Poetry Comment 2.4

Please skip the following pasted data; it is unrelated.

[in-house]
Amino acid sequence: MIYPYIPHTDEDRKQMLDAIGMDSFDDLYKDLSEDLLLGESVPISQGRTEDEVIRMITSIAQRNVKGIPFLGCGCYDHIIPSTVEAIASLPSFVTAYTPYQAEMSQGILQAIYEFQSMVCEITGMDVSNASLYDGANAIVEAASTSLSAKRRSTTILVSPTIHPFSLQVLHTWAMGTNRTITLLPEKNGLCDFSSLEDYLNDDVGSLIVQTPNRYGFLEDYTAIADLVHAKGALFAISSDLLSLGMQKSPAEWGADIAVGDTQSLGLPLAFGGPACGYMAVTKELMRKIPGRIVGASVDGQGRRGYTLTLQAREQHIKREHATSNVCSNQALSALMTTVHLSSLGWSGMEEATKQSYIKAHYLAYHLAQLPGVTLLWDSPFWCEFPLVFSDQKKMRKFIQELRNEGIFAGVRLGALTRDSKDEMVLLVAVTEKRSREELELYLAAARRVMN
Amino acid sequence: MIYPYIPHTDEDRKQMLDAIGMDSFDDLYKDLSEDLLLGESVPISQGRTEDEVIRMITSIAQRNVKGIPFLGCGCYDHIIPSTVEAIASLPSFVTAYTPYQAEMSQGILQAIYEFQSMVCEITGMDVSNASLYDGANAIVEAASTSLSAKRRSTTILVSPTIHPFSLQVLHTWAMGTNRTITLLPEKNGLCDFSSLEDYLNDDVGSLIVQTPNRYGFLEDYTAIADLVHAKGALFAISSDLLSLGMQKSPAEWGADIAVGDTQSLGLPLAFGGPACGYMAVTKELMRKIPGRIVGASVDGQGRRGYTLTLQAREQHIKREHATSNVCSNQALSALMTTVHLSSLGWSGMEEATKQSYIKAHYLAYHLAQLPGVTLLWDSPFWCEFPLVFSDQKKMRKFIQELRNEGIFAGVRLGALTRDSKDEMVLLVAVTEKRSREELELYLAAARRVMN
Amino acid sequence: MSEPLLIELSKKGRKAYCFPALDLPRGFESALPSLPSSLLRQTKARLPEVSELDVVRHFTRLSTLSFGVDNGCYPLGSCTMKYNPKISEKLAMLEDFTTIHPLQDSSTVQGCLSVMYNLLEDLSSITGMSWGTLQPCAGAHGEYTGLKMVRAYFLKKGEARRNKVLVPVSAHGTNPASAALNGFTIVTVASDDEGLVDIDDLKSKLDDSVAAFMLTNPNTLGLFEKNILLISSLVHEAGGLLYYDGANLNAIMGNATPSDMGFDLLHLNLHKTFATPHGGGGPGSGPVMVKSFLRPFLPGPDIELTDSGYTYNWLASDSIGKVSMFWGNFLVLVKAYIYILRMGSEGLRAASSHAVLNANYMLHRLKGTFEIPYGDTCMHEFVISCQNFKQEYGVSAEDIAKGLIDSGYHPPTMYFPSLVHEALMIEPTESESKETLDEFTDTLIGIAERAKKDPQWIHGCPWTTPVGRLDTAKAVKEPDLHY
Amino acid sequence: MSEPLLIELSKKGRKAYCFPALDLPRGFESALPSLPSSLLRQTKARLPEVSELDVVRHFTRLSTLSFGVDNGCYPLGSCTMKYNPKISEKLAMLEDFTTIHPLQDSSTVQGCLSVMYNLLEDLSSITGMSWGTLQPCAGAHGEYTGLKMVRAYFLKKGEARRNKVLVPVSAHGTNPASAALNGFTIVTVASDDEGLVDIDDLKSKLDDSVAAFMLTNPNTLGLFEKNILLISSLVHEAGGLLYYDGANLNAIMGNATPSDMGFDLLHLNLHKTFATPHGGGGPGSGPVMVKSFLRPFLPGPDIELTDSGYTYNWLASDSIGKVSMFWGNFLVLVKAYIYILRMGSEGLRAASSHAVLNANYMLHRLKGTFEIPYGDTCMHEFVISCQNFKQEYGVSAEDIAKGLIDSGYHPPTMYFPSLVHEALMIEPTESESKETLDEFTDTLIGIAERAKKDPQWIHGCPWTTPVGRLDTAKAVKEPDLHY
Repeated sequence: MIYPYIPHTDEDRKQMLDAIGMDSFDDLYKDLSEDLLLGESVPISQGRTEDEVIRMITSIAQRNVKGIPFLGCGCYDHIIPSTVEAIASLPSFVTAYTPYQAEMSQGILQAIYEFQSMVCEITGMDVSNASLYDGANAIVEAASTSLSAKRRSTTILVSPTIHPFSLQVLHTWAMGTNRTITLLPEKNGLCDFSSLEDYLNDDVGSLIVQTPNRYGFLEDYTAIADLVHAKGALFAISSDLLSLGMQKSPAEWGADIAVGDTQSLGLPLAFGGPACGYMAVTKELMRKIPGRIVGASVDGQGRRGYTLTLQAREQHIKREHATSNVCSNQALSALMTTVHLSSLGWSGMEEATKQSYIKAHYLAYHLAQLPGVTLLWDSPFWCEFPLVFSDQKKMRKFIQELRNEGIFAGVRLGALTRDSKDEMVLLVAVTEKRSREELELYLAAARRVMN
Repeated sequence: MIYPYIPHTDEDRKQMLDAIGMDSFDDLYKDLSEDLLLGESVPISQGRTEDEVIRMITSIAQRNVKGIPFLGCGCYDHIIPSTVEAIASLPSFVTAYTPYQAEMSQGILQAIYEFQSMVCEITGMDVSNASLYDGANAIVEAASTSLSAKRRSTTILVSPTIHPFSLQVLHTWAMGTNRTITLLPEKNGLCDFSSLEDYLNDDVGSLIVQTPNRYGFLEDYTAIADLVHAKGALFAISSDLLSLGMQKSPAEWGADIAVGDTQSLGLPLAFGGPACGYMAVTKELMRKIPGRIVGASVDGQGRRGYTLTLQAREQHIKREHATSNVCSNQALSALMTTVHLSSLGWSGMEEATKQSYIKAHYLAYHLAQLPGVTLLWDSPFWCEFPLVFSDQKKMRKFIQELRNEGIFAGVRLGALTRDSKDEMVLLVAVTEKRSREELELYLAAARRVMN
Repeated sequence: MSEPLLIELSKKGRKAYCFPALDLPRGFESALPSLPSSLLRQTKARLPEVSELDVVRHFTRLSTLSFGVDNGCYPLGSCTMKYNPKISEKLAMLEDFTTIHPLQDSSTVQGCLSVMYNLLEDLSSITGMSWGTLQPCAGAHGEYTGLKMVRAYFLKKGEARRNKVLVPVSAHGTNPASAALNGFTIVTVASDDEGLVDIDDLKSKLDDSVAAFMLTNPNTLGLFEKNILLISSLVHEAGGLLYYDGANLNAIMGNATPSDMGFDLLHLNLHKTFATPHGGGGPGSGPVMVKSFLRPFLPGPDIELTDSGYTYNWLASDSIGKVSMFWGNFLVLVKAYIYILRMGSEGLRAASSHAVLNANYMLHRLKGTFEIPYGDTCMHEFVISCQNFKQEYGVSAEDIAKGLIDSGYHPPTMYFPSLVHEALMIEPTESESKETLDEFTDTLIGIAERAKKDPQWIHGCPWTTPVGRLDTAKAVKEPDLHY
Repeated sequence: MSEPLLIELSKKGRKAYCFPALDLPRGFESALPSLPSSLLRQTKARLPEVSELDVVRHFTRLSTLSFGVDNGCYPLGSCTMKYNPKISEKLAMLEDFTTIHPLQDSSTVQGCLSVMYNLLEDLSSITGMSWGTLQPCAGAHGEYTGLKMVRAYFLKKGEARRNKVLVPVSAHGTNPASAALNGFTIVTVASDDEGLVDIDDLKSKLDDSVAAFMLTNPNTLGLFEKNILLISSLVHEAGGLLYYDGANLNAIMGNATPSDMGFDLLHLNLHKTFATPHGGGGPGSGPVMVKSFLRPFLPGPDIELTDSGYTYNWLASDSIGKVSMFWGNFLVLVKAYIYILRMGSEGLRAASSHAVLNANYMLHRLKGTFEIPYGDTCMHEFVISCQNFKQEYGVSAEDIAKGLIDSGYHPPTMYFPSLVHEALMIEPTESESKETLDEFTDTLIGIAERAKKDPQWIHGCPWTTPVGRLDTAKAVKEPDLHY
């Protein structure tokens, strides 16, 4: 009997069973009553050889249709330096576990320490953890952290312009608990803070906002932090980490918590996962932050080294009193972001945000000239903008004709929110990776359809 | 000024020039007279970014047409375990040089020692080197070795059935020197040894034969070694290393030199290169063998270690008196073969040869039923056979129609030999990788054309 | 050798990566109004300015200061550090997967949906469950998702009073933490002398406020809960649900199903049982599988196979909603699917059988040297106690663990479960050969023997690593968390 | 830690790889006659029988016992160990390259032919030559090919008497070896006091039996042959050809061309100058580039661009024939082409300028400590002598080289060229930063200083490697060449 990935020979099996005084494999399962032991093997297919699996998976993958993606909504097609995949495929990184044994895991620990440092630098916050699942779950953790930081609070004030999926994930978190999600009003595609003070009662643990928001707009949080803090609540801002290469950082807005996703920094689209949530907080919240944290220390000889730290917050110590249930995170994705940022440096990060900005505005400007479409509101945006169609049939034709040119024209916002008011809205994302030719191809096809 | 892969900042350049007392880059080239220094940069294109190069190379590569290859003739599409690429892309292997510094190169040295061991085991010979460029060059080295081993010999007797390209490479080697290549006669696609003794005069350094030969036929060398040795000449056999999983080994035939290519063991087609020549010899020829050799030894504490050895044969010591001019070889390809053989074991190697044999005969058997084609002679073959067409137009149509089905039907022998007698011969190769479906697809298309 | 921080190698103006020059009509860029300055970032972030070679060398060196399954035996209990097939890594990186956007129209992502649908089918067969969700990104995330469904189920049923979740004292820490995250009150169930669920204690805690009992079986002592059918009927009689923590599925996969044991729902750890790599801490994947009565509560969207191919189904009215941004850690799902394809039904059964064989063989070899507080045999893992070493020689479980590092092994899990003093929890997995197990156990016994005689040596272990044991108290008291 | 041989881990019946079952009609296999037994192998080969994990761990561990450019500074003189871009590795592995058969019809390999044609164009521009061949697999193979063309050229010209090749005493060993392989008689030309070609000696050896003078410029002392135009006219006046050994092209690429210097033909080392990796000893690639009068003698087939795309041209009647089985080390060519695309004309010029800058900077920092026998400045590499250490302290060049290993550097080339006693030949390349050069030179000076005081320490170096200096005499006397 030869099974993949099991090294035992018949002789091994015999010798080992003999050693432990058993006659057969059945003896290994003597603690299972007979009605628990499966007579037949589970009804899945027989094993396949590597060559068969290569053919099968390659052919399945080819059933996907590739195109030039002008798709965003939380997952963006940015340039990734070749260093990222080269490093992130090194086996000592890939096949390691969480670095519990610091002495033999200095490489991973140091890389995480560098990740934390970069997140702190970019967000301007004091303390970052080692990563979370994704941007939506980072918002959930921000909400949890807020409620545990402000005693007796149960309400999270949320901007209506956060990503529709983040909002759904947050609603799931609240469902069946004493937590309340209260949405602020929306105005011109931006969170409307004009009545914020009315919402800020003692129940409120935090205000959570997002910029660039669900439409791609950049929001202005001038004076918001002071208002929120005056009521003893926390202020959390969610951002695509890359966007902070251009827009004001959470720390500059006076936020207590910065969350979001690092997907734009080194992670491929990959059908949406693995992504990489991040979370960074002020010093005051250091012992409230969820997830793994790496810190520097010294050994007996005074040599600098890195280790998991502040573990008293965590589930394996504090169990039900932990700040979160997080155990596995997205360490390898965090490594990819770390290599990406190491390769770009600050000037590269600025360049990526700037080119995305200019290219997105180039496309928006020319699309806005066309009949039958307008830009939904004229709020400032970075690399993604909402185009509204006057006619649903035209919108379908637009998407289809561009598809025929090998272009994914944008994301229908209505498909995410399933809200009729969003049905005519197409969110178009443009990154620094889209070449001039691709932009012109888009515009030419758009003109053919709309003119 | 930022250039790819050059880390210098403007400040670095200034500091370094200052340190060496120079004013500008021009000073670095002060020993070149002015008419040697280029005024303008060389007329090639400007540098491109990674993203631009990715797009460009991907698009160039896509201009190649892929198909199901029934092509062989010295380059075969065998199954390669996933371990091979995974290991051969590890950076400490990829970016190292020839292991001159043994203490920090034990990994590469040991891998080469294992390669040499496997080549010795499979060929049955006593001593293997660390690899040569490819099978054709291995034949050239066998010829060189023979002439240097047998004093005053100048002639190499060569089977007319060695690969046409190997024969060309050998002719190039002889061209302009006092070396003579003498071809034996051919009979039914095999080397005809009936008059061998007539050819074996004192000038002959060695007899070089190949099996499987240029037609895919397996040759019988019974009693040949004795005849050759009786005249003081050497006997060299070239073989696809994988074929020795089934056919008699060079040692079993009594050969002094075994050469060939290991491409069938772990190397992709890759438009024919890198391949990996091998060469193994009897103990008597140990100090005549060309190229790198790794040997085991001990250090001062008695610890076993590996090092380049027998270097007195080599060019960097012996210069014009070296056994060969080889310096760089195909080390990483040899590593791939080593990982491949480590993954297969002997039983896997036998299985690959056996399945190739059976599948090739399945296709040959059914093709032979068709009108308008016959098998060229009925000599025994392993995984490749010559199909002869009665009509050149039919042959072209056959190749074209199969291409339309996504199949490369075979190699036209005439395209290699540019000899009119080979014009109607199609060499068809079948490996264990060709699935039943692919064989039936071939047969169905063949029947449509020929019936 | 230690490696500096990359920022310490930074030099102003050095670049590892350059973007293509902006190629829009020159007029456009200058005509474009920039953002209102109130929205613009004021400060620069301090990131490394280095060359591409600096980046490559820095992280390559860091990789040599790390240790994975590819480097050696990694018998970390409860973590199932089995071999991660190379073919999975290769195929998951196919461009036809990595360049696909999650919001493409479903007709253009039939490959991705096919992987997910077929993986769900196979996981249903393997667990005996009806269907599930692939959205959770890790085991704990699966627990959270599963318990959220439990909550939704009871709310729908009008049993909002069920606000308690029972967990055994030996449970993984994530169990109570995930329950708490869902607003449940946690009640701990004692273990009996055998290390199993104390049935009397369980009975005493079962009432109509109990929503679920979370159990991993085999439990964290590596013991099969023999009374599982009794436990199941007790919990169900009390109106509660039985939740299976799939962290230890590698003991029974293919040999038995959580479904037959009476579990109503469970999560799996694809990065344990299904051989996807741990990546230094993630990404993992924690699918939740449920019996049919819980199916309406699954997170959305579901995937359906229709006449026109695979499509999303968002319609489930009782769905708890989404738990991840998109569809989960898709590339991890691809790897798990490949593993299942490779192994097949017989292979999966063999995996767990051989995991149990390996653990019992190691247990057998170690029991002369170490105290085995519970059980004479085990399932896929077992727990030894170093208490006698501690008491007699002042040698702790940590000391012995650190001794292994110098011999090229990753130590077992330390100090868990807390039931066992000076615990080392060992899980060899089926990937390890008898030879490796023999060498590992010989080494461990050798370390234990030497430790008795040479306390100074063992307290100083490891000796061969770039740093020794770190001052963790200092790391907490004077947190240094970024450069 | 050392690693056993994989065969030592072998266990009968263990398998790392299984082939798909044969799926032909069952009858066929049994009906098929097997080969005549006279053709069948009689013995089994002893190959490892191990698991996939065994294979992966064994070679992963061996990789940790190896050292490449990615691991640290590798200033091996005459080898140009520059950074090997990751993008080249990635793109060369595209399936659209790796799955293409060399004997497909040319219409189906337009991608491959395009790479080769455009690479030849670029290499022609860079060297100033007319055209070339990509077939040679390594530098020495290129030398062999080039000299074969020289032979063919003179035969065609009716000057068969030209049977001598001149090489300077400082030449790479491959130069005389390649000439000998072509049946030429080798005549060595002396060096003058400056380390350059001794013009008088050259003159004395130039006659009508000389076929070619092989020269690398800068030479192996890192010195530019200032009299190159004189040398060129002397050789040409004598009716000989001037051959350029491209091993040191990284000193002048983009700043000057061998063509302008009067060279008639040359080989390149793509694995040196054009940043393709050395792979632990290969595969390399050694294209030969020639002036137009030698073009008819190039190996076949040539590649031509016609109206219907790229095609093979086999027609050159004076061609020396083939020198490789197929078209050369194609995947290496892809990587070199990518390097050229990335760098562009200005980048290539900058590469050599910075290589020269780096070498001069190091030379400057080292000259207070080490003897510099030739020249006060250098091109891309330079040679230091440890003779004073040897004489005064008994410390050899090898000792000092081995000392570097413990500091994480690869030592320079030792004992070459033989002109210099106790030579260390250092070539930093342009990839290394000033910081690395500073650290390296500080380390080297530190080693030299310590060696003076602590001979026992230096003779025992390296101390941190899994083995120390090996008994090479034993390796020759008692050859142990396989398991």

If you don’t know Alissa Quart’s poetry—and you definitely should—you may know her as the prose writer of Bootstrapped, Squeezed, and numerous other books about the economic struggles of ordinary Americans. (She’s also the executive director of the Economic Hardship Reporting Project, founded by Barbara Ehrenreich, which supports journalism about low-income people.) Her poems here are in a different vein, but have the toughness, humor, and barely suppressed rage that marks her prose. I love her eye for crazy mishmashes—in “Salt Lake Sonnet,” Utah, drying up under global heating, is a jumble of “biblical” geology, oil pipelines, and ski lifts, plus Spiral Jetty, the famous earthwork sculpture by Robert Smithson, and “Holy Water Café: where blondes eat sweets.” “Confidence Men” is a fuck-you to men who make ridiculous pronouncements as well as an ode to the insecurity and daring of youth. In “Meno Pause,” Quart writes, “My body is like Lit Crit.” (And don’t worry, it took me too a while to get the pun in “Our Bodies, Argento.”) Will the “binocular vision disturbance” of the aging body prove to be the “binocular vision” of the late-life artist? Maybe, if we are “so-called lucky.”

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